Next was the chopped salad (vegetables, quinoa, macedonian feta, crispy garbanzos, sumac) for $13.  It was fattoush on steroids.  The strong acidity/sourness of the dressing and sumac, the saltiness of the feta and the crunch of the garbanzo beans created a taste and textural diversity as impressive as the ingredients themselves.

Chopped salad
Chopped salad $13

The fish board special of the night was a chowder ($18).  A thick broth housed jumbo shrimp, scallop, fish, doubled smoked bacon and pickled jalapenos.  It was smooth as silk with enough acid and heat from the pepper to cut the richness to a very palatable level.

Fish Board (Chowder) $18
Fish Board (Chowder) $18

After careful consultation with the very pleasant waitress, we opted for the duck breast over the truffle gnudi and beef cheek ragu.  Rendered nicely and sitting on top of a pillowy puree, it was finished with cherries, chestnuts and greens topped with shaved fois gras torchon.  Although the duck was  underseasoned , it was saved by the array of aforementioned flavours on the plate.

Duck Breast $25
Duck Breast $25

I didn’t need the advice of the waitress for the spare ribs and I wasn’t disappointed. Although a little tricky to eat, they were extremely tender.  More impressive were the playful flavours.  From both a taste and visual perspective, the sweet rib sauce coupled with the foamy polenta was a tongue-tingling metophor of a root beer float. The pickles and corn nuts added a tad of acid and texture.     `

Spare Ribs $17
Spare Ribs $17

As I mentioned, I was told about the druthers of the cereal dessert.  Although I can’t say it is the best in Toronto, it fused modern flavours and techniques with the simple flavours of the well-known boxed treat.  Despite the use of cocoa puffs (or a reasonable facsimile), the sweetness was surprisingly subtle and was further suppressed by the intense nuttiness of the macademia milk.  The fact that it was poured tableside added a nostalgic flare reminiscent of the morning ritual.  It appears from the menu now that there have been some modifications to the dessert (ie. banana and cocoa milk) so I can’t confirm it would be the same today.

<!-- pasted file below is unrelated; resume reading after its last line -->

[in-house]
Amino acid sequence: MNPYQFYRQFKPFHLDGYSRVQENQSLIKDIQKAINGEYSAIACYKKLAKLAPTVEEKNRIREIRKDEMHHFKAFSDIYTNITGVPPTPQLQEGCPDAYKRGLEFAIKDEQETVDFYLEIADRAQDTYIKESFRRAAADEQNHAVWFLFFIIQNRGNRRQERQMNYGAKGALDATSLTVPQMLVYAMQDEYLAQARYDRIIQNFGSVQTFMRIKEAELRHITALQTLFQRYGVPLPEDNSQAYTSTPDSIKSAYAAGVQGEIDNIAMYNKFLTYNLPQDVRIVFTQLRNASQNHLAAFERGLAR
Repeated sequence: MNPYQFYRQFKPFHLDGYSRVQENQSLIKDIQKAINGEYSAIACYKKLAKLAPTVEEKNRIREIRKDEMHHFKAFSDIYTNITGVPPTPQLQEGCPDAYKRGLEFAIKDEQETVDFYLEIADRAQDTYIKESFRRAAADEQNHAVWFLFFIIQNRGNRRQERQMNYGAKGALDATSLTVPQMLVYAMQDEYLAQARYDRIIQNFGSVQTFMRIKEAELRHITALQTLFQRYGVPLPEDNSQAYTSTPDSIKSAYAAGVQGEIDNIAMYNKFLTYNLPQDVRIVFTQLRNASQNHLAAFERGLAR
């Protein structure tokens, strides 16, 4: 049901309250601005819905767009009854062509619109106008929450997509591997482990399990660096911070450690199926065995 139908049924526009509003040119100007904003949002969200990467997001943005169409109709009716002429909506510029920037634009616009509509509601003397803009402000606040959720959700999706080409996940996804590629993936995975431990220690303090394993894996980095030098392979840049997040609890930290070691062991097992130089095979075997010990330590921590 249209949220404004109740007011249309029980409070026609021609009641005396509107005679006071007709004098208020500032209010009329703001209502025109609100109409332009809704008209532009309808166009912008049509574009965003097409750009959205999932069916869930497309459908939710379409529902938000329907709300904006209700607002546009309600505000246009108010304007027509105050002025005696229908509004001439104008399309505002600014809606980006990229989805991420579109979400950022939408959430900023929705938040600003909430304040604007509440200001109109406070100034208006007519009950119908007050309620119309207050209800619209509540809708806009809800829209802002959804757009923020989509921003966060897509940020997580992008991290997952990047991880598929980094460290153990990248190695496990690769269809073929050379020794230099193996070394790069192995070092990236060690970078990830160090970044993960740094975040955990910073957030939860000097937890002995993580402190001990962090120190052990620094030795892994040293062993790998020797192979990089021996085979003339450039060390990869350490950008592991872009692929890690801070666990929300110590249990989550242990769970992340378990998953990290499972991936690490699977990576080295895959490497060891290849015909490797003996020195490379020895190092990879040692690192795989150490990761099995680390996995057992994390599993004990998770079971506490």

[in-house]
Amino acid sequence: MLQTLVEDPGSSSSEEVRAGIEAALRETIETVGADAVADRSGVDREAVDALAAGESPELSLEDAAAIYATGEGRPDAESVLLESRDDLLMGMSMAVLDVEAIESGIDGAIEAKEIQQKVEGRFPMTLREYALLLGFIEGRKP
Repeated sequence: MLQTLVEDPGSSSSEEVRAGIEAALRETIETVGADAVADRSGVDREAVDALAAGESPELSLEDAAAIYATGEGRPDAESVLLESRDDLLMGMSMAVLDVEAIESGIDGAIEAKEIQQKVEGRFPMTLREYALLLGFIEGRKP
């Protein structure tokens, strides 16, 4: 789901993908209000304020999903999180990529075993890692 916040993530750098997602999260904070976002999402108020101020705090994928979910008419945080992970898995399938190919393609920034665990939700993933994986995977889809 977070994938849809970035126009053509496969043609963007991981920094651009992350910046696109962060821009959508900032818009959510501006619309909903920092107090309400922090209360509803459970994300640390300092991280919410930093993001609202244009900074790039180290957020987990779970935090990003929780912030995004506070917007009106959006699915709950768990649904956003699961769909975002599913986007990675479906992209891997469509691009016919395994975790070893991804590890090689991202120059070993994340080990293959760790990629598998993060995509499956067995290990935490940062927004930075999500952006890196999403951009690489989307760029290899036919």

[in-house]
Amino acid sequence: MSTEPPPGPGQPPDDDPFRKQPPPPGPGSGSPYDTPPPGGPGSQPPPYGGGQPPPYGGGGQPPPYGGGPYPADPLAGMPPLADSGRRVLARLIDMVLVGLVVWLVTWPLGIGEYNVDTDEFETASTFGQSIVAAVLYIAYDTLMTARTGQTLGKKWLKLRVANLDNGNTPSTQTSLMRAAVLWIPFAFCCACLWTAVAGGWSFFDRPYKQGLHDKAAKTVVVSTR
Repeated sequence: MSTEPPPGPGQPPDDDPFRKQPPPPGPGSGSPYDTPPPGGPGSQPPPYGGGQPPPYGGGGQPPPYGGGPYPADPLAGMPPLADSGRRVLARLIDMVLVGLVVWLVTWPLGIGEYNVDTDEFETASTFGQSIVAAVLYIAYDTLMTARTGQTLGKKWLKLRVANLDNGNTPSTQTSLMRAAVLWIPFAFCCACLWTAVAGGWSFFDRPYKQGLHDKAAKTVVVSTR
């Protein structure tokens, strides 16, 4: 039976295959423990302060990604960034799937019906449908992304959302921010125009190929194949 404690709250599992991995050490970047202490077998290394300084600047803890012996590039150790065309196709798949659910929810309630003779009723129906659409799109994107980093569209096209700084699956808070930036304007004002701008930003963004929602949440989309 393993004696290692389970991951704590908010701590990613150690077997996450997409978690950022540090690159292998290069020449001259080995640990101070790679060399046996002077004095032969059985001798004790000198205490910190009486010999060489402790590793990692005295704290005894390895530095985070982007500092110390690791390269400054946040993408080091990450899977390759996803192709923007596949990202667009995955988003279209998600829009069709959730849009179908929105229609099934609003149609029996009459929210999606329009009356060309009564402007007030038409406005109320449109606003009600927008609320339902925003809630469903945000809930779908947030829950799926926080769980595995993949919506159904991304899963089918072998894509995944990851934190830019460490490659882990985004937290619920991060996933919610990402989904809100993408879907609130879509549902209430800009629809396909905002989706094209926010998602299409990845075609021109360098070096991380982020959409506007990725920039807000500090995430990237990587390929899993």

Cereal $8
Cereal $9

The other dessert we ordered was the praline sticky bun.  Another breakfast favorite turned dessert,  candied bacon and walnuts surrounded a decedent and rather large pastry sitting on top an innovative cream cheese anglaise.  It was sinful and delicious.

Sticky Bun
Sticky Bun $10

My Take

Rasa by the Food Dudes takes their innovative gypsy philosophy and centralizes it into a bricks and mortar environment. From the homage to female legends (including the Texas Guinan cocktail and Madonna’s Ray of Light website) to their Seinfeld-like cereal infatuation, the concept is pop-intelligent and fun.  The menu seems to rotate often (it’s changed since I went a couple of weeks ago) and there is always the mystery of things like the daily fish plate. There is also “set Mondays”, a $35 tasting menu  with $5 drinks and live music. I suspect Rasa’s promise of fun food and respectful service might actually draw foodies and food truck followers alike into the relatively unknown area north of the College Street parallel and into a land lacking “provision pretension” despite primping plaid shirts. In summary, when I think of Rasa I can’t help but think that Tony the Tiger said it best;”They’re Greeeeeeeaaaaat!”